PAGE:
Is Emo Metal?: Gendered Boundaries and New Horizons in the Metal Community

Research output: Contribution to journalArticle

6 Citations (Scopus)

Abstract

This article examines debates in Kerrang! Magazine around emo’s position in the metal community. I ask, why is emo vilified and rejected in British metal magazines, what can debates around emo reveal about the gendered nature of metal, and what potential for new envisionings of metal do they encapsulate? As the only British weekly magazine to focus on metal and hard rock, Kerrang! fulfils a pedagogical role in the metal community, establishing a canon of musical works, a history and ideology of the genre. Fans are vividly represented in its letters pages, their words and images used to disseminate Kerrang!’s ideology of metal. 2006’s reported increase in female readership has been attributed to the coverage of ‘emo’ bands such as My Chemical Romance who have a majority of women fans. This coverage has provoked debate and censure in its letters pages, debate that illuminates gender relations and allows new consideration of the gendering of the metal community. Inspired by Barthes’ Mythologies I perform a semiotic reading of Kerrang!’s June letters pages between 2000 and 2008 to understand the gendered myths forged and propagated by the design, images and letters. Using Thornton’s concept of the gendered mainstream I delineate the implications of Kerrang!’s myths for female fans, arguing that the influx of female emo fans reading Kerrang! has caused a revolt amongst fans of more established metal bands, who represent the magazine and emo as feminised, akin to the mainstream. I conclude that whilst debates around emo are rooted in the metal community’s conservative ideas about gender, the presence of many vocal young fans open to ideas of fluidity of gender allow us to conceive of a more inclusive metal community in which gender boundaries are less constrained.
LanguageEnglish
Pages297-313
Number of pages17
JournalJournal for Cultural Research
Volume15
Issue number3
Early online date30 Aug 2011
DOIs
Publication statusPublished - 2011
Externally publishedYes

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magazine
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coverage
weekly
readership
revolt
mythology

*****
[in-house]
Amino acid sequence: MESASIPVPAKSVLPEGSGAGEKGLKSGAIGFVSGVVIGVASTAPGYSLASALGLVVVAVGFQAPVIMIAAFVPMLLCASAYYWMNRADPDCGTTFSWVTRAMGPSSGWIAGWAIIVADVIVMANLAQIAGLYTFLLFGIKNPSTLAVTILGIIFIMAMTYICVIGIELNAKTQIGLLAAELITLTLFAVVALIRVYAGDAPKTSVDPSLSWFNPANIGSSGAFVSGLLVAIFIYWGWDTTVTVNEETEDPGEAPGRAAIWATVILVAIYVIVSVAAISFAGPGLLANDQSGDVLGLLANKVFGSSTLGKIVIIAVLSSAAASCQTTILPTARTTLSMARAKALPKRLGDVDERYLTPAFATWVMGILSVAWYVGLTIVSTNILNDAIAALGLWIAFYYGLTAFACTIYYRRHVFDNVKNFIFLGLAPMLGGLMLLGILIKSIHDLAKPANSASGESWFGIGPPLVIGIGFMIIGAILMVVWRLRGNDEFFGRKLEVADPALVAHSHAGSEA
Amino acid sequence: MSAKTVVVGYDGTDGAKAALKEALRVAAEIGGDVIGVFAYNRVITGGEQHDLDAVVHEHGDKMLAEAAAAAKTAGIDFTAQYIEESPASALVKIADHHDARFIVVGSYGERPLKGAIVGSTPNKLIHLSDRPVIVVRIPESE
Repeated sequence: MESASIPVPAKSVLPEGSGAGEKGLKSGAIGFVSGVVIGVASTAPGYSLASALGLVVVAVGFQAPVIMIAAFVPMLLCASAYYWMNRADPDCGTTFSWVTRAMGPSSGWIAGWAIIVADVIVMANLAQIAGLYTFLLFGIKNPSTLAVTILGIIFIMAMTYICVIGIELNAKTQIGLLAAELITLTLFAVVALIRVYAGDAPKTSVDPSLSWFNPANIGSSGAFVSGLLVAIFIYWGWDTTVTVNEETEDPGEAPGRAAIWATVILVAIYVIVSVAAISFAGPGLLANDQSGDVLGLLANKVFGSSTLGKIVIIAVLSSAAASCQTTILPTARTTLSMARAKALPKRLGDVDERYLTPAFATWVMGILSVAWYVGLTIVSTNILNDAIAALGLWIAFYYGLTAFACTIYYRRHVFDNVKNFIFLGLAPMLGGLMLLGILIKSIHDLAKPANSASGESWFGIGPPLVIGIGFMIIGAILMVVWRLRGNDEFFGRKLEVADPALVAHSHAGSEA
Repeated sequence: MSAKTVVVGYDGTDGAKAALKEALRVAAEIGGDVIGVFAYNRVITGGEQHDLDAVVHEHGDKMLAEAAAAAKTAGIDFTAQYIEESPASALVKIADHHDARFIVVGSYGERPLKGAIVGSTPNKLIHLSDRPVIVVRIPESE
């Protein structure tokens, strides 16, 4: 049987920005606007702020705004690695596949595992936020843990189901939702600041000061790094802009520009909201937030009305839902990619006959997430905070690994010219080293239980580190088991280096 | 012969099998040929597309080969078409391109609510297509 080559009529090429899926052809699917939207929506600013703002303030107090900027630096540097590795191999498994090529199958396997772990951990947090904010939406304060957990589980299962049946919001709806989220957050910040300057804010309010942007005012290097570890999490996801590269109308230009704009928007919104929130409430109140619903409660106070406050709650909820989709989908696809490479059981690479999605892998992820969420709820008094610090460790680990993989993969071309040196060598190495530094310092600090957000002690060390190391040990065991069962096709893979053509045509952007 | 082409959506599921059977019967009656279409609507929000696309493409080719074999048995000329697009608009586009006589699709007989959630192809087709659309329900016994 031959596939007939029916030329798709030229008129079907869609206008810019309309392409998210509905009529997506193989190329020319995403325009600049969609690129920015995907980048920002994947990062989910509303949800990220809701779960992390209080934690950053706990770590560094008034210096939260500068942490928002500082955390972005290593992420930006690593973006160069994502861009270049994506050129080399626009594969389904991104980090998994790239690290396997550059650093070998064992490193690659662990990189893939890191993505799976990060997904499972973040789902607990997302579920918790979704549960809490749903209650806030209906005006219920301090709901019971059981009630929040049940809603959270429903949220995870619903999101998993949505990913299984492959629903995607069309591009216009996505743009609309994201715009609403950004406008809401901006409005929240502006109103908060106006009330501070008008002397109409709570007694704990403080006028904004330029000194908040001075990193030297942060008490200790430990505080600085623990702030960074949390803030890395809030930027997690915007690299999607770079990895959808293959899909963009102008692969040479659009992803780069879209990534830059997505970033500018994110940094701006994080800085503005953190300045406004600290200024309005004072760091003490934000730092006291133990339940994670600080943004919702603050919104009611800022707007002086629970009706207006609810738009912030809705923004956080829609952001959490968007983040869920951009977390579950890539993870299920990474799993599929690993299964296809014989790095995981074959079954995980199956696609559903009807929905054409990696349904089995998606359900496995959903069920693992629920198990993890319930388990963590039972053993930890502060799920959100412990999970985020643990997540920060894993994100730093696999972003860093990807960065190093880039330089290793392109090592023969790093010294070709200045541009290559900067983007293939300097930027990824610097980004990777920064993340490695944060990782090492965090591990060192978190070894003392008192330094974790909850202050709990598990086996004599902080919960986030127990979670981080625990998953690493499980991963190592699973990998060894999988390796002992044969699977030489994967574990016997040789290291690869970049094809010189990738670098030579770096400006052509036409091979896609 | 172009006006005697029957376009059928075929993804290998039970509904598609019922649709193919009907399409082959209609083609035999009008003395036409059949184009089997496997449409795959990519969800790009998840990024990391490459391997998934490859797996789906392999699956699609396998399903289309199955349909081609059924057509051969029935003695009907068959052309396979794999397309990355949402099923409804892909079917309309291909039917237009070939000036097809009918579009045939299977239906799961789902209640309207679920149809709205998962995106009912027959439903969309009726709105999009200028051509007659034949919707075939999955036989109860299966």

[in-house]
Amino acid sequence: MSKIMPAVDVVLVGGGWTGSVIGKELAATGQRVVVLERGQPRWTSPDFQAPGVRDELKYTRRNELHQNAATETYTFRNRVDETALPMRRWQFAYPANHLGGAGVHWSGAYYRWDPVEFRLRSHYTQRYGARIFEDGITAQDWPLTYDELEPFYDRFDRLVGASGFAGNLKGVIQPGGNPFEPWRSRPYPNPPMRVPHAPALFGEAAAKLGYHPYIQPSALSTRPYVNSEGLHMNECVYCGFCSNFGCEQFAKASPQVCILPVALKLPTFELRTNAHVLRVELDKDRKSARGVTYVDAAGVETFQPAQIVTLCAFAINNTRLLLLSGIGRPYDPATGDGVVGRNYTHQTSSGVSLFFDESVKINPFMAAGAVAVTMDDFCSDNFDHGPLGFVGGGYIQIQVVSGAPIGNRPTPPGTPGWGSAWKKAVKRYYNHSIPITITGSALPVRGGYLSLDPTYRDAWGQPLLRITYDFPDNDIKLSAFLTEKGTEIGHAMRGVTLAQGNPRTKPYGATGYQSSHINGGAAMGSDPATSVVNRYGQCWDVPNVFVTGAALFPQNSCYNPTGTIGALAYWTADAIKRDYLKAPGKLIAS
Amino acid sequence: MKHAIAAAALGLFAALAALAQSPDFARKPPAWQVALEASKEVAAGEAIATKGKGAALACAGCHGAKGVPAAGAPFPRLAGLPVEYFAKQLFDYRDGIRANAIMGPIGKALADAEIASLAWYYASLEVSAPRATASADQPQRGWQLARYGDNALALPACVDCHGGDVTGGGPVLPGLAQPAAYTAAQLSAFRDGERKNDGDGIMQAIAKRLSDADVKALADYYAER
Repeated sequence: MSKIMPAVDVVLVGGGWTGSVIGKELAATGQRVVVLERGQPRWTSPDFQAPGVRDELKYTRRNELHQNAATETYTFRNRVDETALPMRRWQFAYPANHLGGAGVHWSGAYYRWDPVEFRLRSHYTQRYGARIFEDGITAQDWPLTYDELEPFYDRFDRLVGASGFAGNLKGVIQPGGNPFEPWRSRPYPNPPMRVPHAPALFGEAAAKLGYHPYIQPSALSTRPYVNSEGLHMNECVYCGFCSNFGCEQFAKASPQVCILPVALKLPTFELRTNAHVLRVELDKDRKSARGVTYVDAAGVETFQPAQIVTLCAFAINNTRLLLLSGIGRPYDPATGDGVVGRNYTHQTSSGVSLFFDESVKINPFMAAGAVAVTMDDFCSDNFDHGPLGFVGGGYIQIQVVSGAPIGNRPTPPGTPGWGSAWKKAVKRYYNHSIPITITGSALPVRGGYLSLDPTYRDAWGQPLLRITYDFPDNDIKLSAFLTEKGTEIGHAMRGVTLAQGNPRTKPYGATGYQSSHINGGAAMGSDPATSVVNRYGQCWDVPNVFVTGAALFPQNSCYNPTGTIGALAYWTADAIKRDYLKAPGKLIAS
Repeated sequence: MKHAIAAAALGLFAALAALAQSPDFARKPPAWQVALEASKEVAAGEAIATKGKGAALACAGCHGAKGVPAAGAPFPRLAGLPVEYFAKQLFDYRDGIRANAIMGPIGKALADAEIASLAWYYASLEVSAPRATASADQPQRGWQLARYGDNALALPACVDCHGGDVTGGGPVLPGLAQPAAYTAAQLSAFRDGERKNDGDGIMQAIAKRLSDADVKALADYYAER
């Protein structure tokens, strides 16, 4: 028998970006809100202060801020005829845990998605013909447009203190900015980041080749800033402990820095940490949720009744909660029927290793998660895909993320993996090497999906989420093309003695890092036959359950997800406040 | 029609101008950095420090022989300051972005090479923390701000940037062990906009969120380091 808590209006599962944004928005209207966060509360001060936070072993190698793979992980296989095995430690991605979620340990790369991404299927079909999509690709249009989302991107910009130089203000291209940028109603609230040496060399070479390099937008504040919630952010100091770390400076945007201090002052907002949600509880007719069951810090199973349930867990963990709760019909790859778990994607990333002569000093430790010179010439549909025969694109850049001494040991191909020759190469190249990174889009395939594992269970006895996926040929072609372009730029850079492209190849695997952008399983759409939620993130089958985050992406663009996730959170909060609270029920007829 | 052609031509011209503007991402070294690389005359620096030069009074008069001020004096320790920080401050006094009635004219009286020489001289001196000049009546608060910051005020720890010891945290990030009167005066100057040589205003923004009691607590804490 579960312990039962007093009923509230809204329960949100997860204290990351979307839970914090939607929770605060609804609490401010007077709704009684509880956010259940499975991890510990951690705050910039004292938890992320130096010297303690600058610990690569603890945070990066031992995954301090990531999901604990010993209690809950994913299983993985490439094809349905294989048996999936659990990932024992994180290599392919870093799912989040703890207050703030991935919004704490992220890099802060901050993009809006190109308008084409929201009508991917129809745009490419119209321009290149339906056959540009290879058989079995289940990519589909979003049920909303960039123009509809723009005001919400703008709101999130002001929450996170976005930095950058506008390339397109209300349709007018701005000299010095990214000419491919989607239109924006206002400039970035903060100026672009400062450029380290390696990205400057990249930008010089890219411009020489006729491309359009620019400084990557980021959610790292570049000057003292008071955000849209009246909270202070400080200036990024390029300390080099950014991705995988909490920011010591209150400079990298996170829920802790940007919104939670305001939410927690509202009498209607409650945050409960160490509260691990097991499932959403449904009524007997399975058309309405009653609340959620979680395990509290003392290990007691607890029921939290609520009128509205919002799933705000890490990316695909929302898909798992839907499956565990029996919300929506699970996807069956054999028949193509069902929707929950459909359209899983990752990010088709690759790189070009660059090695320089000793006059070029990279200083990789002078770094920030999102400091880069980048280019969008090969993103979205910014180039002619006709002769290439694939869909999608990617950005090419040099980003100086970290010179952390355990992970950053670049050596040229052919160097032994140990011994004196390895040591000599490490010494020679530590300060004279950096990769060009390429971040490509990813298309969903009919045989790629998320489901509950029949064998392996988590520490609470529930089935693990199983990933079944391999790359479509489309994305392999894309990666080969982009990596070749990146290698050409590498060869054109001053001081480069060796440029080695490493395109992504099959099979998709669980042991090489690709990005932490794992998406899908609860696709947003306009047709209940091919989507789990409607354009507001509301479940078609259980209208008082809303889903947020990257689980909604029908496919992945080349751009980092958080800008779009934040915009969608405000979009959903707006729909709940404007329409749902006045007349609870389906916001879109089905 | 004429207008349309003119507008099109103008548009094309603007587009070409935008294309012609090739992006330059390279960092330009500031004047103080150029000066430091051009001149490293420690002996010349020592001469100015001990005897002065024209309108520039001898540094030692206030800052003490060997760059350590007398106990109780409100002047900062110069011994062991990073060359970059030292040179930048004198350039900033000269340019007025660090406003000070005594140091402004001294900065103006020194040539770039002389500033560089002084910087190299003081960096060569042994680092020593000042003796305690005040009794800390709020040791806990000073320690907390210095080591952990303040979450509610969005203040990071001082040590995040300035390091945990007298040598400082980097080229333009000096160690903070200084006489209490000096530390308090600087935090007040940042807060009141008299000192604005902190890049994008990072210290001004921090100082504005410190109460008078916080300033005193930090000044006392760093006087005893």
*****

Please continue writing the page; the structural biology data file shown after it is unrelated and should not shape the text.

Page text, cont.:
gender relations
semiotics
genre
history

Cite this

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abstract = "This article examines debates in Kerrang! Magazine around emo’s position in the metal community. I ask, why is emo vilified and rejected in British metal magazines, what can debates around emo reveal about the gendered nature of metal, and what potential for new envisionings of metal do they encapsulate? As the only British weekly magazine to focus on metal and hard rock, Kerrang! fulfils a pedagogical role in the metal community, establishing a canon of musical works, a history and ideology of the genre. Fans are vividly represented in its letters pages, their words and images used to disseminate Kerrang!’s ideology of metal. 2006’s reported increase in female readership has been attributed to the coverage of ‘emo’ bands such as My Chemical Romance who have a majority of women fans. This coverage has provoked debate and censure in its letters pages, debate that illuminates gender relations and allows new consideration of the gendering of the metal community. Inspired by Barthes’ Mythologies I perform a semiotic reading of Kerrang!’s June letters pages between 2000 and 2008 to understand the gendered myths forged and propagated by the design, images and letters. Using Thornton’s concept of the gendered mainstream I delineate the implications of Kerrang!’s myths for female fans, arguing that the influx of female emo fans reading Kerrang! has caused a revolt amongst fans of more established metal bands, who represent the magazine and emo as feminised, akin to the mainstream. I conclude that whilst debates around emo are rooted in the metal community’s conservative ideas about gender, the presence of many vocal young fans open to ideas of fluidity of gender allow us to conceive of a more inclusive metal community in which gender boundaries are less constrained.",
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Is Emo Metal? Gendered Boundaries and New Horizons in the Metal Community. / Hill, Rosemary Lucy.

In: Journal for Cultural Research, Vol. 15, No. 3, 2011, p. 297-313.

Research output: Contribution to journalArticle

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